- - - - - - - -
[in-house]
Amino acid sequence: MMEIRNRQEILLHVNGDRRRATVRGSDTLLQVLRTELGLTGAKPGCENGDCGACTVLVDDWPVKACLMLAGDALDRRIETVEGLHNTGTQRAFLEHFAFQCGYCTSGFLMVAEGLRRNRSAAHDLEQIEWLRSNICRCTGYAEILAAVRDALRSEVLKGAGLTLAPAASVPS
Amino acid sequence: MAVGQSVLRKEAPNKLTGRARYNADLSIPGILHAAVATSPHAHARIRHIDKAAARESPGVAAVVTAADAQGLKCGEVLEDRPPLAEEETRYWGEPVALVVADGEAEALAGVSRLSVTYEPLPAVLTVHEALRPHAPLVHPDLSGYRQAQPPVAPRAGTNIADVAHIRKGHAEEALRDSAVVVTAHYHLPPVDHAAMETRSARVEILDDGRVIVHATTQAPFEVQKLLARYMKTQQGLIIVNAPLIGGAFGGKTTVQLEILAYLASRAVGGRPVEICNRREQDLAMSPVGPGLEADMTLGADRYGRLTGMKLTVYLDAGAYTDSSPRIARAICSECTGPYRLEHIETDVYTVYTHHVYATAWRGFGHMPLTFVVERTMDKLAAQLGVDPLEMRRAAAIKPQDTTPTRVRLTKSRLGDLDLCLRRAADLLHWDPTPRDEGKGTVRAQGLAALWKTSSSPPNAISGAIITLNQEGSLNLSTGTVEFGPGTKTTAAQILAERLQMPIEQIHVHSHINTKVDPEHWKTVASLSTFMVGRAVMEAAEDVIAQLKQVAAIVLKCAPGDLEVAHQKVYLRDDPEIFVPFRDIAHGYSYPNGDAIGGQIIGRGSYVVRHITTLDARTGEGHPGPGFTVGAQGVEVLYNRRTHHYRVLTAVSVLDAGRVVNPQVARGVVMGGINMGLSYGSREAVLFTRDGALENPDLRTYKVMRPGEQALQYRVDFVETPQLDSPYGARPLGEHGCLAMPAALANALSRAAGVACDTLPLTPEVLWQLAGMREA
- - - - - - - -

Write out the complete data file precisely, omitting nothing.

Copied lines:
[in-house]
Amino acid sequence: MMEIRNRQEILLHVNGDRRRATVRGSDTLLQVLRTELGLTGAKPGCENGDCGACTVLVDDWPVKACLMLAGDALDRRIETVEGLHNTGTQRAFLEHFAFQCGYCTSGFLMVAEGLRRNRSAAHDLEQIEWLRSNICRCTGYAEILAAVRDALRSEVLKGAGLTLAPAASVPS
Amino acid sequence: MAVGQSVLRKEAPNKLTGRARYNADLSIPGILHAAVATSPHAHARIRHIDKAAARESPGVAAVVTAADAQGLKCGEVLEDRPPLAEEETRYWGEPVALVVADGEAEALAGVSRLSVTYEPLPAVLTVHEALRPHAPLVHPDLSGYRQAQPPVAPRAGTNIADVAHIRKGHAEEALRDSAVVVTAHYHLPPVDHAAMETRSARVEILDDGRVIVHATTQAPFEVQKLLARYMKTQQGLIIVNAPLIGGAFGGKTTVQLEILAYLASRAVGGRPVEICNRREQDLAMSPVGPGLEADMTLGADRYGRLTGMKLTVYLDAGAYTDSSPRIARAICSECTGPYRLEHIETDVYTVYTHHVYATAWRGFGHMPLTFVVERTMDKLAAQLGVDPLEMRRAAAIKPQDTTPTRVRLTKSRLGDLDLCLRRAADLLHWDPTPRDEGKGTVRAQGLAALWKTSSSPPNAISGAIITLNQEGSLNLSTGTVEFGPGTKTTAAQILAERLQMPIEQIHVHSHINTKVDPEHWKTVASLSTFMVGRAVMEAAEDVIAQLKQVAAIVLKCAPGDLEVAHQKVYLRDDPEIFVPFRDIAHGYSYPNGDAIGGQIIGRGSYVVRHITTLDARTGEGHPGPGFTVGAQGVEVLYNRRTHHYRVLTAVSVLDAGRVVNPQVARGVVMGGINMGLSYGSREAVLFTRDGALENPDLRTYKVMRPGEQALQYRVDFVETPQLDSPYGARPLGEHGCLAMPAALANALSRAAGVACDTLPLTPEVLWQLAGMREA